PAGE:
Waging the Gap

The scope of feminist issues is a constantly growing area. While most of our fight for equal rights generates a lot of thoughts like “Why is this something we even need to fight for?” the most questionable motion for change, to me, is the wage gap.

For those who don’t know, the wage gap is a percentage that shows the difference between male and females earnings. It is calculated by dividing the median annual earnings for women by the median annual earnings for men. You may be thinking “Well this is probably looking at different jobs, not men and women who work the same job.” WRONG.


The gender pay gap help distinguish pay of men and women who work at THE SAME COMPANY doing THE SAME JOB. Women currently make 78 cents for every dollar that men make. That means that women are making 22 cents less than men (for those of you who struggle with math), and for women of color, that gap is much wider. For every dollar a white man makes, a black women makes 64 cents and Latinas make 56 cents.

I have never been able to wrap my brain around why this issue hasn’t been solved. What sense does this have? Because I am biologically different than you that means you are superior to me? IfI am working the same position as a man and doing the same amount and quality of work, where is there room for superiority?

At the risk of sounding childish, I have to say that this isn’t fair in any way. Not only is this degrading to women and doesn’t show much logicality behind it, but it also has a larger effect on a woman’s life. There are single moms out there who need to support their families. 22 cents may not seem like that much, but it adds up. It makes the difference between five- and six-figure annual incomes. And really any mom, single or not, has both a need and a right to support her family just as much as a husband does.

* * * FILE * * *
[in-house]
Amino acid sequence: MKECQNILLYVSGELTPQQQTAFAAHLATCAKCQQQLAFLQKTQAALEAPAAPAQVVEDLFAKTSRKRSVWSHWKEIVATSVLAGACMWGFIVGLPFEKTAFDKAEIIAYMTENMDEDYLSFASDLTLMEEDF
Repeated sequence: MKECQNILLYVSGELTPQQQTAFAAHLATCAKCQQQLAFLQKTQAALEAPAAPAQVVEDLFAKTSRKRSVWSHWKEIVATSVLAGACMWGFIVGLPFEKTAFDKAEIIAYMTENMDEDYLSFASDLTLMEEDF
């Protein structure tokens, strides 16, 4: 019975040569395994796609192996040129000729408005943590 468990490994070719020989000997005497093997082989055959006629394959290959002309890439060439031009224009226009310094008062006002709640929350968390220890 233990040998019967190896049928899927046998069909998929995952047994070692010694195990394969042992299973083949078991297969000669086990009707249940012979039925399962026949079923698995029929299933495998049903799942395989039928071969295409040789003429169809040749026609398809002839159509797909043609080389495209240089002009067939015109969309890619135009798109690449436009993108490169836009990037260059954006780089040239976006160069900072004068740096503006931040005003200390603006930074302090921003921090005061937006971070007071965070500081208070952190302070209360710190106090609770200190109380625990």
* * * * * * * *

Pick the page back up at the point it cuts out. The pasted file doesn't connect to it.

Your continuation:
According to the Census Bureau, women’s pay has risen 1.5 cents since 2012 (from 76.5 cents to the current 78 cents). But this isn’t enough. A few things women can do:

  1. Recognize the pay gap, not just when looking at gender but when looking at race, too.
  2. Start a conversation with your community, local legislators, and maybe even at work. The best way to solve a problem is to talk about it in the first place.
  3. Ask for more money. Don’t be afraid to talk to your boss about this. There are a lot of resources out there that aim to educate women on how to go about asking for more money, like Levo’s #Ask4More campaign.

You would think that we Americans would have our shit together by 2015, but unfortunately we still have a lot of work to do. I have to say that there are a lot of things I look forward to in my future, but unequal pay is definitely not one of them.

3 thoughts on “Waging the Gap

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